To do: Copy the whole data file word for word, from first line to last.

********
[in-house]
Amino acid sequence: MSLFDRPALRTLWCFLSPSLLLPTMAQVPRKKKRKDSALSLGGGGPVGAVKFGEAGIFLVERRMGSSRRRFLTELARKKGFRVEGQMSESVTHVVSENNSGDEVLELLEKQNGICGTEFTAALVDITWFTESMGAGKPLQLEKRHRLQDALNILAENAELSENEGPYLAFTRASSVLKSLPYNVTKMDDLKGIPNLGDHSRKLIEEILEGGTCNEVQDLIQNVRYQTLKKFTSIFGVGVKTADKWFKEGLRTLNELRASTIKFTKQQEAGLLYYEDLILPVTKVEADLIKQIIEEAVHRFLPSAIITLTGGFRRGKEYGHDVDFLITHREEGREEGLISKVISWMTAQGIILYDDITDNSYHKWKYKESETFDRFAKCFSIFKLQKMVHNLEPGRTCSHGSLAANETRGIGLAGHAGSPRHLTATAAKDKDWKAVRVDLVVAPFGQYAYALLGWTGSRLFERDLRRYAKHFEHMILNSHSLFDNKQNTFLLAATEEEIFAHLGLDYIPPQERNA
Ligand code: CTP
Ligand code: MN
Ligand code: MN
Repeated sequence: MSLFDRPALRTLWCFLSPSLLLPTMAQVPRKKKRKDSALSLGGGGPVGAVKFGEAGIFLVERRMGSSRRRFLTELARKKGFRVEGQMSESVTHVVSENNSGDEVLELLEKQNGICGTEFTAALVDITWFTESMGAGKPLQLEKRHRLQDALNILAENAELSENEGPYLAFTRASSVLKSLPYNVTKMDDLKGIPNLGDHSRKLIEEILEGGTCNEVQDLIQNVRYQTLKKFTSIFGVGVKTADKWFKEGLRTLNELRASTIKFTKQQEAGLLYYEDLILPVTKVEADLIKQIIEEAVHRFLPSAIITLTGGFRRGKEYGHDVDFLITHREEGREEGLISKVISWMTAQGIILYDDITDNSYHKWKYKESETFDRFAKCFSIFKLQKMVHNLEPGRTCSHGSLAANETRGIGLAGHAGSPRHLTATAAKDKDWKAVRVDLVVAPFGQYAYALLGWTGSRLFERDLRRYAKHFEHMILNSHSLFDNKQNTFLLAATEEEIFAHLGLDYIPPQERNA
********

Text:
[in-house]
Amino acid sequence: MSLFDRPALRTLWCFLSPSLLLPTMAQVPRKKKRKDSALSLGGGGPVGAVKFGEAGIFLVERRMGSSRRRFLTELARKKGFRVEGQMSESVTHVVSENNSGDEVLELLEKQNGICGTEFTAALVDITWFTESMGAGKPLQLEKRHRLQDALNILAENAELSENEGPYLAFTRASSVLKSLPYNVTKMDDLKGIPNLGDHSRKLIEEILEGGTCNEVQDLIQNVRYQTLKKFTSIFGVGVKTADKWFKEGLRTLNELRASTIKFTKQQEAGLLYYEDLILPVTKVEADLIKQIIEEAVHRFLPSAIITLTGGFRRGKEYGHDVDFLITHREEGREEGLISKVISWMTAQGIILYDDITDNSYHKWKYKESETFDRFAKCFSIFKLQKMVHNLEPGRTCSHGSLAANETRGIGLAGHAGSPRHLTATAAKDKDWKAVRVDLVVAPFGQYAYALLGWTGSRLFERDLRRYAKHFEHMILNSHSLFDNKQNTFLLAATEEEIFAHLGLDYIPPQERNA
Ligand code: CTP
Ligand code: MN
Ligand code: MN
Repeated sequence: MSLFDRPALRTLWCFLSPSLLLPTMAQVPRKKKRKDSALSLGGGGPVGAVKFGEAGIFLVERRMGSSRRRFLTELARKKGFRVEGQMSESVTHVVSENNSGDEVLELLEKQNGICGTEFTAALVDITWFTESMGAGKPLQLEKRHRLQDALNILAENAELSENEGPYLAFTRASSVLKSLPYNVTKMDDLKGIPNLGDHSRKLIEEILEGGTCNEVQDLIQNVRYQTLKKFTSIFGVGVKTADKWFKEGLRTLNELRASTIKFTKQQEAGLLYYEDLILPVTKVEADLIKQIIEEAVHRFLPSAIITLTGGFRRGKEYGHDVDFLITHREEGREEGLISKVISWMTAQGIILYDDITDNSYHKWKYKESETFDRFAKCFSIFKLQKMVHNLEPGRTCSHGSLAANETRGIGLAGHAGSPRHLTATAAKDKDWKAVRVDLVVAPFGQYAYALLGWTGSRLFERDLRRYAKHFEHMILNSHSLFDNKQNTFLLAATEEEIFAHLGLDYIPPQERNA